Training data – the hidden agenda behind AI

AI has the potential to create a better world for us all. But unlocking the full potential of AI requires vast amounts of high-quality training data to build the underlying algorithms that power it. This is a stumbling block for many, particularly in industries such as agriculture and construction, where lower levels of digitization create significant challenges in collecting and collating data.

Training data is labeled data that is used to develop AI and machine learning models. The quality of this data has enormous implications for the success of these models and their decision-making capabilities. The higher the quality of the data, the better the models will perform overall. That is why AI practitioners spend vast amounts of time collecting high-quality data to build their models. Inaccurate, incomplete or irrelevant data sets can skew results.

In addition, if the data used for the training is not adequately diverse and unbiased, it can create AI bias issues. One of the most infamous examples was Amazon’s AI recruiting tool that showed a bias against applications from women. This is because it had been trained using resumes submitted to the company over ten years. Most resumes came from men, and the system thus taught itself that men were preferable candidates. Amazon recruiters quickly recognized the bias, and despite correcting it, the project was shelved.

“There are headwinds facing AI adoption,” explains George Livingston, Principal, Business Group at Orange Silicon Valley. “These include company cultures that don’t recognize AI, difficulties in recognizing use cases for the technology and lack of practitioners. Lack of data and data quality are big issues, plus some enterprises do not have the right infrastructure in terms of connectivity and sensors.”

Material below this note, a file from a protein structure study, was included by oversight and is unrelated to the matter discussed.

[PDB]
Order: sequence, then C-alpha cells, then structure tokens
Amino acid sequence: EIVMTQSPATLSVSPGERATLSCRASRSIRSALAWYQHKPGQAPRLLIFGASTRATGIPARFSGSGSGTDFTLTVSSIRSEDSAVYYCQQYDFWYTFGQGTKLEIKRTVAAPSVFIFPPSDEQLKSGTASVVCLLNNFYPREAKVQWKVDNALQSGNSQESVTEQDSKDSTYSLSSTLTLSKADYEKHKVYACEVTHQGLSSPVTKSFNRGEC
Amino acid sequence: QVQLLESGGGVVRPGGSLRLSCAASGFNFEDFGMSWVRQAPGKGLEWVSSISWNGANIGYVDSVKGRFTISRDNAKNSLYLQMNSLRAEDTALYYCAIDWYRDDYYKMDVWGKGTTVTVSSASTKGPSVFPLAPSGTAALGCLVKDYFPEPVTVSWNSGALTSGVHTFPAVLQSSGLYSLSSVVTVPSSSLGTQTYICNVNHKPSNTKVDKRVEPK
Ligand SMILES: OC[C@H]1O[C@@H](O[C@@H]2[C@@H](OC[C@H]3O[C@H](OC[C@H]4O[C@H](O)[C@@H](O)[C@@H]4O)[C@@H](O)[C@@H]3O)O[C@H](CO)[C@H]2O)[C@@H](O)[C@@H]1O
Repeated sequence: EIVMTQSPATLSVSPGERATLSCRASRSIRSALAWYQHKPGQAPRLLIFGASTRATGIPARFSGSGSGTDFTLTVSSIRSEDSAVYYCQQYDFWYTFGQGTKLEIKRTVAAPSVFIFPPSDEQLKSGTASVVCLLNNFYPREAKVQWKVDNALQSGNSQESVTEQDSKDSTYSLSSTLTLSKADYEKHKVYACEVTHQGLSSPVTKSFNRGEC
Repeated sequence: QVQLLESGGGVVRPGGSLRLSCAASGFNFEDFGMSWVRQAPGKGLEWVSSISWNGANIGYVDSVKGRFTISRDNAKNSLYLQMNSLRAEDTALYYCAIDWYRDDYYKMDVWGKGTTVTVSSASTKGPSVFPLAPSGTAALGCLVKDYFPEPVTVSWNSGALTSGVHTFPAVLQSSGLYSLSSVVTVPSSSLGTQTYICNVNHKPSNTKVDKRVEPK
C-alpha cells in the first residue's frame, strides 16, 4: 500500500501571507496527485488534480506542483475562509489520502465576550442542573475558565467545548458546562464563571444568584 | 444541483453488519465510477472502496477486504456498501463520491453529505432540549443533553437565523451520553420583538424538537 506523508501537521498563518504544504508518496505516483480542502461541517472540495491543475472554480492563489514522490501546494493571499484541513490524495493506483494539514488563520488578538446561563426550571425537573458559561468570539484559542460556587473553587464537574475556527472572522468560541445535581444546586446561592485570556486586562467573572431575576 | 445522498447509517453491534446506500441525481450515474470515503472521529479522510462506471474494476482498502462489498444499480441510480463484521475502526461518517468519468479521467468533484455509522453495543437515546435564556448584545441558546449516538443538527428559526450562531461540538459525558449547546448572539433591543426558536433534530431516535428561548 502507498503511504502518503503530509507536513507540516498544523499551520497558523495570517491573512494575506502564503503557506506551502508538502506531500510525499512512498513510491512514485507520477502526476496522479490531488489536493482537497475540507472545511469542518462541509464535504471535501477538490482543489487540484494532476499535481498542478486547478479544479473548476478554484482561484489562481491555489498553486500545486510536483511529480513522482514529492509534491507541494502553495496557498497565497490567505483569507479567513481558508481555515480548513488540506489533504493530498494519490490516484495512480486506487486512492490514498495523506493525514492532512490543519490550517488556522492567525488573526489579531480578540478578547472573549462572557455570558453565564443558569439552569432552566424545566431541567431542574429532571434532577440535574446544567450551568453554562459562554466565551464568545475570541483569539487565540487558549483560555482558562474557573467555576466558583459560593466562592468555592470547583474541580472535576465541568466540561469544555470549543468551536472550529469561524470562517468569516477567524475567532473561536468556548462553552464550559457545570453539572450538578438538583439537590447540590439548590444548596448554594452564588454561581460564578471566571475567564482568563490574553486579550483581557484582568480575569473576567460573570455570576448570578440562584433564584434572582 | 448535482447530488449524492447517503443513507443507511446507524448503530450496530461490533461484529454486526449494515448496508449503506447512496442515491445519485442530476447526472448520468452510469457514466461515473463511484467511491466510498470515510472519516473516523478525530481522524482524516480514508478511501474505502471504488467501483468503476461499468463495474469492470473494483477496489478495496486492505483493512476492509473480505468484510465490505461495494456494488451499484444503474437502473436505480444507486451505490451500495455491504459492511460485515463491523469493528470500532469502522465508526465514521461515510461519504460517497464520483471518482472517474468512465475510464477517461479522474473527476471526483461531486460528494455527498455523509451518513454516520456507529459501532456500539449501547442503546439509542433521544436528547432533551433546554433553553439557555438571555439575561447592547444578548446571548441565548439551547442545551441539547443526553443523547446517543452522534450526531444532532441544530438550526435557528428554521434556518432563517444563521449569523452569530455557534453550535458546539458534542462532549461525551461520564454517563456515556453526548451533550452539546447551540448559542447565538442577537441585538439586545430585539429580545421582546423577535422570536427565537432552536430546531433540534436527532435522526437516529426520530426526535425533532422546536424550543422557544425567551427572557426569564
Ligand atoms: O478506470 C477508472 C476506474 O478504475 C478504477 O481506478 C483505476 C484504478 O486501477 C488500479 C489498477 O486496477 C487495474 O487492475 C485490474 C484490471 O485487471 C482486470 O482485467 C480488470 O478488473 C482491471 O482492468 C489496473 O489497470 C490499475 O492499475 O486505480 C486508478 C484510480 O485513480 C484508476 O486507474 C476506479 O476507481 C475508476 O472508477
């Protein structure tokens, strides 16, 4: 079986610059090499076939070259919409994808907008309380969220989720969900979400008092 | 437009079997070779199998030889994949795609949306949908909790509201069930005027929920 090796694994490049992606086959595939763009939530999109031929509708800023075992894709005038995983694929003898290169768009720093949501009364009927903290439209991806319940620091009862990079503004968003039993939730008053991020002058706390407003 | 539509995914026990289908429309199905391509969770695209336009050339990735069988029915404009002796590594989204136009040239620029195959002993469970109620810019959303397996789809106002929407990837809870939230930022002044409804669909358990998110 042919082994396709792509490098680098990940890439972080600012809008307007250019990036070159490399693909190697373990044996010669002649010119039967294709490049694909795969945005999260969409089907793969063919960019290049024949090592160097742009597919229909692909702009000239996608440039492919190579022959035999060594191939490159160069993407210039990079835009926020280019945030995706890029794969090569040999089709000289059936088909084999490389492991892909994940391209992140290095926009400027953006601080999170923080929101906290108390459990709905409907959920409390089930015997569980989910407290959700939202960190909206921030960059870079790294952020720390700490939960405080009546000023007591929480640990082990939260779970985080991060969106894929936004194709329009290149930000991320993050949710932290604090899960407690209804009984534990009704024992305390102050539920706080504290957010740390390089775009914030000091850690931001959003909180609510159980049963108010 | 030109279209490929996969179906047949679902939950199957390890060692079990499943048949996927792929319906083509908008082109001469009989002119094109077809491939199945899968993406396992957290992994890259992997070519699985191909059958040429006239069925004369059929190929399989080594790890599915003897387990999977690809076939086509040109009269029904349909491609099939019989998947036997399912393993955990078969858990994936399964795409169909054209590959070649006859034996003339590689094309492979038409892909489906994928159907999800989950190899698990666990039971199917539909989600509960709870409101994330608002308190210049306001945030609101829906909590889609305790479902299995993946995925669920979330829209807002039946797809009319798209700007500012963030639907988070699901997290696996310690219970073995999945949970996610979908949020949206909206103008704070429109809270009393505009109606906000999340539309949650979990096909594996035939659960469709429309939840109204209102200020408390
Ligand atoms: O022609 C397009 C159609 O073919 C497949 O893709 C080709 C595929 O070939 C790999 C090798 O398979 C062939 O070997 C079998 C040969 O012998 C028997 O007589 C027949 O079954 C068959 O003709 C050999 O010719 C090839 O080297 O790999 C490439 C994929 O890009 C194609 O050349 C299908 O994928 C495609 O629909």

A move to small and wide data

Big data is often cited as central to building efficient AI programs. Large chunks of structured and unstructured data are consistently fed to train AI. However, one of the big challenges that enterprises face, unless they are data-centric companies like Amazon or Google, is getting access to huge and reliable data sources. Designing a framework that will accommodate an extensive, scalable data program is also complex and resource hungry.

This is where so-called small data comes in. Big data tends to be concentrated in a few industries such as IT, healthcare and automotive, which constrains new use cases for AI. Small data, however, is widely available, providing an opportunity to unlock new use cases with more efficient and responsible approaches. Small data also provides a greater diversity of data than was available in the past, allowing it to be analyzed more effectually, providing fast and powerful insights.

Gartner predicts that by 2025, 70% of organizations will move the focus from big to small and wide data, providing greater context for analytics and making AI less data hungry.

“Disruptions such as the COVID-19 pandemic are causing historical data that reflects past conditions to quickly become obsolete, which is breaking many production AI and ML models,” explains Jim Hare, Distinguished Research Vice President at Gartner. “In addition, decision making by humans and AI has become more complex and demanding and overly reliant on data-hungry deep-learning approaches.”

As we advance, AI technology must operate on small data and adaptive machine learning, says Gartner. At the same time, these systems must also protect privacy, comply with regulations and minimize bias to support ethical AI.